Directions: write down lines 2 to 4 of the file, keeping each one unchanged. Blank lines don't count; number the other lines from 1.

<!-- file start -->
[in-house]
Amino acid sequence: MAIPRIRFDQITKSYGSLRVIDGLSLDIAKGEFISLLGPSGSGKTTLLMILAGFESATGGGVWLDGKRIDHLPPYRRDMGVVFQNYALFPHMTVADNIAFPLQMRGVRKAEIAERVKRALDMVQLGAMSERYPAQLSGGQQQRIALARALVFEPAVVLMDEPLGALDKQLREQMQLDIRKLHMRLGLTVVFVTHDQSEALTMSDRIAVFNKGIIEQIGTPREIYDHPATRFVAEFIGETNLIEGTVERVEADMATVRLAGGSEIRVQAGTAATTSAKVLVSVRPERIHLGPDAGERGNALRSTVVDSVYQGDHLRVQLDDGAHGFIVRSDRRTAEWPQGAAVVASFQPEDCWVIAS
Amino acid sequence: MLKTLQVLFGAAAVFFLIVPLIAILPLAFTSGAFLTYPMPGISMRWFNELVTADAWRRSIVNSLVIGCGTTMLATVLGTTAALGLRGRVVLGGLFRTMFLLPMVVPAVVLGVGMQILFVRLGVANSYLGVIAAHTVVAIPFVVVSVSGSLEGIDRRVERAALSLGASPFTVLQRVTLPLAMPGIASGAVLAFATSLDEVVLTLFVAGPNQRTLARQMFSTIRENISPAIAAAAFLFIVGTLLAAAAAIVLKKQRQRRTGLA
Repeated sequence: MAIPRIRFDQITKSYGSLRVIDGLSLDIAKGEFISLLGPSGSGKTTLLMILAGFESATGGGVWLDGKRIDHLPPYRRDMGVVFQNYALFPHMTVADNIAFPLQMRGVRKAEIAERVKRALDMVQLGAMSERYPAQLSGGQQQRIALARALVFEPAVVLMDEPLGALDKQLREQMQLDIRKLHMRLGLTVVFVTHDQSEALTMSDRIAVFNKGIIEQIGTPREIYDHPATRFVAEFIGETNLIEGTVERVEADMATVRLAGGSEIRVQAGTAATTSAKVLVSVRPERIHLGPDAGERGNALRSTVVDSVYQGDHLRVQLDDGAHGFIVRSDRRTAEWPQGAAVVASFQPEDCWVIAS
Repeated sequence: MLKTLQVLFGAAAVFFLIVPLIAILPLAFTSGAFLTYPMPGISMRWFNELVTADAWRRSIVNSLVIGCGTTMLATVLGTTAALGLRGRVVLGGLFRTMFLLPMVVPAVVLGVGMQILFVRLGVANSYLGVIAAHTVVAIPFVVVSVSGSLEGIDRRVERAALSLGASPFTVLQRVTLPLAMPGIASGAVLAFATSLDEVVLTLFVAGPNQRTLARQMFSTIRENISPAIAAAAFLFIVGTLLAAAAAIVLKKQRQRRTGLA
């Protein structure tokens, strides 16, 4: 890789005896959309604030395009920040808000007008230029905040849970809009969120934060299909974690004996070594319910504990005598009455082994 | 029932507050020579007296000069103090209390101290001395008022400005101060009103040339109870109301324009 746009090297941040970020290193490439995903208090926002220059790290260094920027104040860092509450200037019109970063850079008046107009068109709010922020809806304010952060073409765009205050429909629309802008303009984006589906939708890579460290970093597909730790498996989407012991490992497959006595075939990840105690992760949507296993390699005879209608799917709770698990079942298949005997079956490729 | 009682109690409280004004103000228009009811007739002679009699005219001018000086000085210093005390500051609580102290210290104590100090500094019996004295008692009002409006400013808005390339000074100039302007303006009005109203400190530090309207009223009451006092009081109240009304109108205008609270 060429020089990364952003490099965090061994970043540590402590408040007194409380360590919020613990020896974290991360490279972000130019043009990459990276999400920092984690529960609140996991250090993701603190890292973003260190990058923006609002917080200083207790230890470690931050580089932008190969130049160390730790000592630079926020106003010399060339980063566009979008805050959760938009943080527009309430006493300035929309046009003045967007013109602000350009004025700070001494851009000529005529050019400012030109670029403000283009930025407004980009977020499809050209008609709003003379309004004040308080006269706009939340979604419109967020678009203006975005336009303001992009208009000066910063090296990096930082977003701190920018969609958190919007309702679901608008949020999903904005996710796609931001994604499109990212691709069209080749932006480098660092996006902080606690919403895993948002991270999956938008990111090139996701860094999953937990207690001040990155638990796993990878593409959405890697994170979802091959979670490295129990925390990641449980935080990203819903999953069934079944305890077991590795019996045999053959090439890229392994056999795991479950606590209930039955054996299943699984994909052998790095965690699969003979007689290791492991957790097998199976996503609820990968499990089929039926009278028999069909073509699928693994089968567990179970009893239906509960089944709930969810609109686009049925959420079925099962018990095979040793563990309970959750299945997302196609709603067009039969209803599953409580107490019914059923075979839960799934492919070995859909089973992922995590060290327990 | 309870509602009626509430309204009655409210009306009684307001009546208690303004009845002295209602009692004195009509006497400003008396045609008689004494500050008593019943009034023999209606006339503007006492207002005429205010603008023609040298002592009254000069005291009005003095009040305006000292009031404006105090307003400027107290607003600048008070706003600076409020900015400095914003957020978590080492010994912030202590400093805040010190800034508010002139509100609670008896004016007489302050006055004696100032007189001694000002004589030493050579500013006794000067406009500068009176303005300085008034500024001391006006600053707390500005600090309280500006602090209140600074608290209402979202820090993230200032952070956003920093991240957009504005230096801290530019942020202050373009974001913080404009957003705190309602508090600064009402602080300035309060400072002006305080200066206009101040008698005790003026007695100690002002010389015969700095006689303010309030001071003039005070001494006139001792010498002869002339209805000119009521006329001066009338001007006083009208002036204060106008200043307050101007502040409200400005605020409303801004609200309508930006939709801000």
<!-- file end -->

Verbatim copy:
Amino acid sequence: MAIPRIRFDQITKSYGSLRVIDGLSLDIAKGEFISLLGPSGSGKTTLLMILAGFESATGGGVWLDGKRIDHLPPYRRDMGVVFQNYALFPHMTVADNIAFPLQMRGVRKAEIAERVKRALDMVQLGAMSERYPAQLSGGQQQRIALARALVFEPAVVLMDEPLGALDKQLREQMQLDIRKLHMRLGLTVVFVTHDQSEALTMSDRIAVFNKGIIEQIGTPREIYDHPATRFVAEFIGETNLIEGTVERVEADMATVRLAGGSEIRVQAGTAATTSAKVLVSVRPERIHLGPDAGERGNALRSTVVDSVYQGDHLRVQLDDGAHGFIVRSDRRTAEWPQGAAVVASFQPEDCWVIAS
Amino acid sequence: MLKTLQVLFGAAAVFFLIVPLIAILPLAFTSGAFLTYPMPGISMRWFNELVTADAWRRSIVNSLVIGCGTTMLATVLGTTAALGLRGRVVLGGLFRTMFLLPMVVPAVVLGVGMQILFVRLGVANSYLGVIAAHTVVAIPFVVVSVSGSLEGIDRRVERAALSLGASPFTVLQRVTLPLAMPGIASGAVLAFATSLDEVVLTLFVAGPNQRTLARQMFSTIRENISPAIAAAAFLFIVGTLLAAAAAIVLKKQRQRRTGLA
Repeated sequence: MAIPRIRFDQITKSYGSLRVIDGLSLDIAKGEFISLLGPSGSGKTTLLMILAGFESATGGGVWLDGKRIDHLPPYRRDMGVVFQNYALFPHMTVADNIAFPLQMRGVRKAEIAERVKRALDMVQLGAMSERYPAQLSGGQQQRIALARALVFEPAVVLMDEPLGALDKQLREQMQLDIRKLHMRLGLTVVFVTHDQSEALTMSDRIAVFNKGIIEQIGTPREIYDHPATRFVAEFIGETNLIEGTVERVEADMATVRLAGGSEIRVQAGTAATTSAKVLVSVRPERIHLGPDAGERGNALRSTVVDSVYQGDHLRVQLDDGAHGFIVRSDRRTAEWPQGAAVVASFQPEDCWVIAS